Maintaining the Functioning of Financial and Settlement Systems

What the Bank did first after the earthquake was to do everything possible to ensure the safety and security of the financial infrastructures. When there is high uncertainty over the future of the economy, one of the most paramount challenges is to steadfastly maintain financial infrastructures to prevent rising concern among the people. With this in mind, the Bank has been doing its utmost to maintain the functioning of the financial and settlement systems, which are the critical infrastructures that support people's lives, as well as striving to ensure financial market stability.

In terms of maintaining the functioning of the financial and settlement systems, the Bank has been taking all possible measures to provide cash to the disaster areas the entire time, including holidays, since immediately after the earthquake, aiming to meet the cash needs of people in those areas. In such areas, many financial institutions, despite themselves being affected by the earthquake and tsunami, have been striving with a strong sense of mission to restore their operations, and open as many branches and offices1 as possible to smoothly enable individuals in need of cash to withdraw deposits and to meet firms' growing needs for operating funds or on-hand cash. The Bank's branches and offices in the Tohoku region, including those in the severely damaged areas of Sendai and Fukushima, started providing cash from the weekend immediately after the earthquake and provided a total of more than 310 billion yen in cash in that week. This is three times the amount usually provided in the same period in normal times.

On March 11, the day the earthquake occurred, the Bank, jointly with the Financial Services Agency, asked financial institutions to take appropriate measures to accommodate the needs of those affected by the disaster, such as permitting the withdrawal of deposits even in cases where depositors had lost passbooks and seals.

In addition, the Bank's Head Office and other branches also continue to provide central bank services such as exchanging banknotes and coins that were damaged by the earthquake.2

As for wholesale payments and settlements for funds and securities, Japan's major payment and settlement systems, including the Bank of Japan Financial Network System, or BOJ-NET -- the core settlement system for funds and Japanese government bonds -- have, thanks to the efforts of the related parties, been operating as usual for the entire time since the earthquake occurred, despite various difficulties in the aftermath.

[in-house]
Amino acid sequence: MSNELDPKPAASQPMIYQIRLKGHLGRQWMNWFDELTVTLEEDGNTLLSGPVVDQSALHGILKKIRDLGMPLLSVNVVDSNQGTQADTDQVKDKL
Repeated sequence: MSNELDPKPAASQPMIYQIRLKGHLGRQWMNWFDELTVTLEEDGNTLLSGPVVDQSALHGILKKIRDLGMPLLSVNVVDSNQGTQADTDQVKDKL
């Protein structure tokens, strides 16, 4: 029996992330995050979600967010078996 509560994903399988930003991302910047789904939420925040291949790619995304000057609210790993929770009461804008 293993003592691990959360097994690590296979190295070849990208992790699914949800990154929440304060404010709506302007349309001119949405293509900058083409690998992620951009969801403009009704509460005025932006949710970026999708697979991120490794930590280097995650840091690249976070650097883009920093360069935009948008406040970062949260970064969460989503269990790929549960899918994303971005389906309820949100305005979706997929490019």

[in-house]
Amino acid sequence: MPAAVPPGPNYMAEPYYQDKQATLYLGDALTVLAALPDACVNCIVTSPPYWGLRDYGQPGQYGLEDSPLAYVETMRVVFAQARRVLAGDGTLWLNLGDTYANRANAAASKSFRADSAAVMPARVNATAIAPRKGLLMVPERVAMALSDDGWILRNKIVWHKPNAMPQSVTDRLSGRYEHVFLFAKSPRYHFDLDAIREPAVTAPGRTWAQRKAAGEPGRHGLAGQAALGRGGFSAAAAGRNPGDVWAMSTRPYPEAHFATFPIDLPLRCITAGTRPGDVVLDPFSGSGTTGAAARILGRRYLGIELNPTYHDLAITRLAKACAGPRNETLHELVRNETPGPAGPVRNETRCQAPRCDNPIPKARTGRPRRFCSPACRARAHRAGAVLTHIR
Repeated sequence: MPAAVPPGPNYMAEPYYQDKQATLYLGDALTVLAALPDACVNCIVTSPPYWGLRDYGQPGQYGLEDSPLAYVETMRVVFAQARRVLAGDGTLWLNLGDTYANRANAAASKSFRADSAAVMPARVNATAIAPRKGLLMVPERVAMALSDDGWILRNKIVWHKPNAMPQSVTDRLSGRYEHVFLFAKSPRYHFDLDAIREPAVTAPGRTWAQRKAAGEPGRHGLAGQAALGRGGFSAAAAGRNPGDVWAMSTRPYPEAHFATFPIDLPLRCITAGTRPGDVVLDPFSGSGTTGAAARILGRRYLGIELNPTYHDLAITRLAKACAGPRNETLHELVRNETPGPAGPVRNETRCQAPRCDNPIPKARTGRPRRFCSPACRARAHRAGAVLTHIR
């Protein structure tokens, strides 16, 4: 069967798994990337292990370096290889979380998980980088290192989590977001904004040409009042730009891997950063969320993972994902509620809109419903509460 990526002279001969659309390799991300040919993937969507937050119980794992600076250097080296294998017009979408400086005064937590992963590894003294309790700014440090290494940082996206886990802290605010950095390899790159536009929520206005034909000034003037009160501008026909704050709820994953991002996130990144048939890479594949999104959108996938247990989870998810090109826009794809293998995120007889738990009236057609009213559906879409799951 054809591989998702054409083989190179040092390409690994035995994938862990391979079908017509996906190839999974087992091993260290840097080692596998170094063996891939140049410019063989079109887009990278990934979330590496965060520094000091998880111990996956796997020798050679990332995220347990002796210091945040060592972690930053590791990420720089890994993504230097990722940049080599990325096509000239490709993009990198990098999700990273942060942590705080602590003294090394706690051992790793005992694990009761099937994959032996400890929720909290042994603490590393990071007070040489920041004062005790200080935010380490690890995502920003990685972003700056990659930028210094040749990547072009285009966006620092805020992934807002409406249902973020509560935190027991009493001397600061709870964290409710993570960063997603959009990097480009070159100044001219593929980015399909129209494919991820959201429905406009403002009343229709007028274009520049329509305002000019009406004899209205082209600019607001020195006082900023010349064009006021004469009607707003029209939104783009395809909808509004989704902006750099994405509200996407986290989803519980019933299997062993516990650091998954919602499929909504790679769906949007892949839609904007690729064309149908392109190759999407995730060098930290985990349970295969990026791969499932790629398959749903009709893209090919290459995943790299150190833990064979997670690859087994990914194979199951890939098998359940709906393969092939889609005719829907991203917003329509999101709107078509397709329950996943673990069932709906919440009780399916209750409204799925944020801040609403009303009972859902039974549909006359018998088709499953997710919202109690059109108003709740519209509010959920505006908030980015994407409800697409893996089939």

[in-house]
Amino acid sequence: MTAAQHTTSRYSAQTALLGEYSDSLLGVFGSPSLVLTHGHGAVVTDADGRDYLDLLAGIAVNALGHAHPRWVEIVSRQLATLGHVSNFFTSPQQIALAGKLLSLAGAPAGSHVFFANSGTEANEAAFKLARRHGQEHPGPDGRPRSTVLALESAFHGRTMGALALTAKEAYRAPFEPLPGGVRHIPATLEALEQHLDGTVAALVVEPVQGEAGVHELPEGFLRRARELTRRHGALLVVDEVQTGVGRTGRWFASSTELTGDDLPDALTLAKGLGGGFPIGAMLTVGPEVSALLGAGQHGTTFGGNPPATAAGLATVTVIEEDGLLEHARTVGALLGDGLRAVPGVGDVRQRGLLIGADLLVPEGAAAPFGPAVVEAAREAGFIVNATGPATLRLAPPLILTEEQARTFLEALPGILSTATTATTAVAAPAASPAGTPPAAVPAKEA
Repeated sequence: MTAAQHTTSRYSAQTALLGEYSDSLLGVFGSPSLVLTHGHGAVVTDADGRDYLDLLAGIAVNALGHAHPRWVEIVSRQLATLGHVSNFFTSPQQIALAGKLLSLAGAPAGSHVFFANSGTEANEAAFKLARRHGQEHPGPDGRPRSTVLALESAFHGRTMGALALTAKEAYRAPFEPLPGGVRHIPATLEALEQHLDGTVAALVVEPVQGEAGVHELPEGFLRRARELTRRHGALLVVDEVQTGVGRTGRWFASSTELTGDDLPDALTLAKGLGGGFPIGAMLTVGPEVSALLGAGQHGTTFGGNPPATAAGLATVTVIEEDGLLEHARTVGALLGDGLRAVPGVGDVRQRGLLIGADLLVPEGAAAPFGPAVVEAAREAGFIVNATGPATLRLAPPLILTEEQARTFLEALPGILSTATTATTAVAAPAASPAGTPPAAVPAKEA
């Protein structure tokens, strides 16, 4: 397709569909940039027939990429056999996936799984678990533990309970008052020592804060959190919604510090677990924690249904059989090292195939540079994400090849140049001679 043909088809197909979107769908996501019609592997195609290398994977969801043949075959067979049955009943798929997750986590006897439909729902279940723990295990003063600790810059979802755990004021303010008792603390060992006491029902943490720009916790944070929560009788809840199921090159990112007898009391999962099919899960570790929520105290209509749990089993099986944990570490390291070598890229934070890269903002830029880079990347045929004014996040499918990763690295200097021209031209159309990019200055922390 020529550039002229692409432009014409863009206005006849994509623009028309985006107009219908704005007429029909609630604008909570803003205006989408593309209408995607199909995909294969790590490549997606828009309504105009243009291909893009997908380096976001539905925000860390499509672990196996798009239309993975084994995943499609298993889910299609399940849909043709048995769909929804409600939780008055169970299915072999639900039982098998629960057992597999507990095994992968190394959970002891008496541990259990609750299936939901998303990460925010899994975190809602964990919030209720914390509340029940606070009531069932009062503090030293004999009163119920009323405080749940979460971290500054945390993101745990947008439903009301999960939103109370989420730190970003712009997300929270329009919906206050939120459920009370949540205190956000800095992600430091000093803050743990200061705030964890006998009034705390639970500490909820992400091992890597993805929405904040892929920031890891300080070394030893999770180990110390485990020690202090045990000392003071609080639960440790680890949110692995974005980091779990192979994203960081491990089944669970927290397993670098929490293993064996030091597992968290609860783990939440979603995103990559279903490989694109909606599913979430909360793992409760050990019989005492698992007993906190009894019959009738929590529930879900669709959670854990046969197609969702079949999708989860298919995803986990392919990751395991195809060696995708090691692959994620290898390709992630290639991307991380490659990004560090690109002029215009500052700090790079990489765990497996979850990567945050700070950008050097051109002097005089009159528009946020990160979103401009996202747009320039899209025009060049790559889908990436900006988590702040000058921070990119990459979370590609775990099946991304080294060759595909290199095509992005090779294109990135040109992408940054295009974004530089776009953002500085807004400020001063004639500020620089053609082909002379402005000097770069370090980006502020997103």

1.  1  According to the Financial Services Agency, 95 percent of financial institutions' branches and offices in the disaster areas were open for business as of April 15.
  2.  2  The Bank replaces banknotes and coins which are contaminated, damaged, or worn out and unfit for reuse, based on criteria specified by law. The Bank provides this service at its Head Office and branches. Those who live far away from the Bank's Head Office and branches are asked to visit a neighboring financial institution, as the Bank has requested financial institutions to handle such exchange. The criteria are as follows: Provided that the banknote still has two sides, damaged, or burnt banknotes can be exchanged for new ones.
    (1) If two-thirds or more of a banknote's original size remains, it can be exchanged for its full face value.
    (2) If less than two-thirds but two-fifths or more of a banknote's original size remains, it can be exchanged for half of its face value.
    (3) If less than two-fifths of a banknote's original size remains, it cannot be exchanged.

Ensuring the Stability of Financial Markets

To ensure financial market stability, the Bank has been providing ample liquidity after the earthquake. When the economy is faced with a major crisis and there is heightened uncertainty about the future, participants in the financial markets attempt to retain a large amount of funds at hand. If they fail to obtain sufficient funds, financial markets could destabilize due to heightened uncertainty, which could eventually adversely affect economic activity.3 To prevent such a situation, the Bank has been providing ample liquidity since immediately after the earthquake, striving to ensure financial market stability by maintaining a sense of security on the funding front, and trying to avoid adverse effects on corporate activity and people's daily lives from the financial side.

More specifically, on Monday, March 14, the first business day after the disaster, financial institutions' precautionary demand for funds surged and tensions intensified in the money markets. To address the situation, the Bank provided a total of 21.8 trillion yen in funds, almost three times as much as the largest daily funds provision during the financial crisis after the failure of Lehman Brothers. Thereafter, the Bank continued to provide ample funds to sufficiently meet market demand. As a result, the outstanding current account balance of the Bank significantly exceeded the high of 36 trillion yen recorded during the period of Japan's "quantitative easing" policy.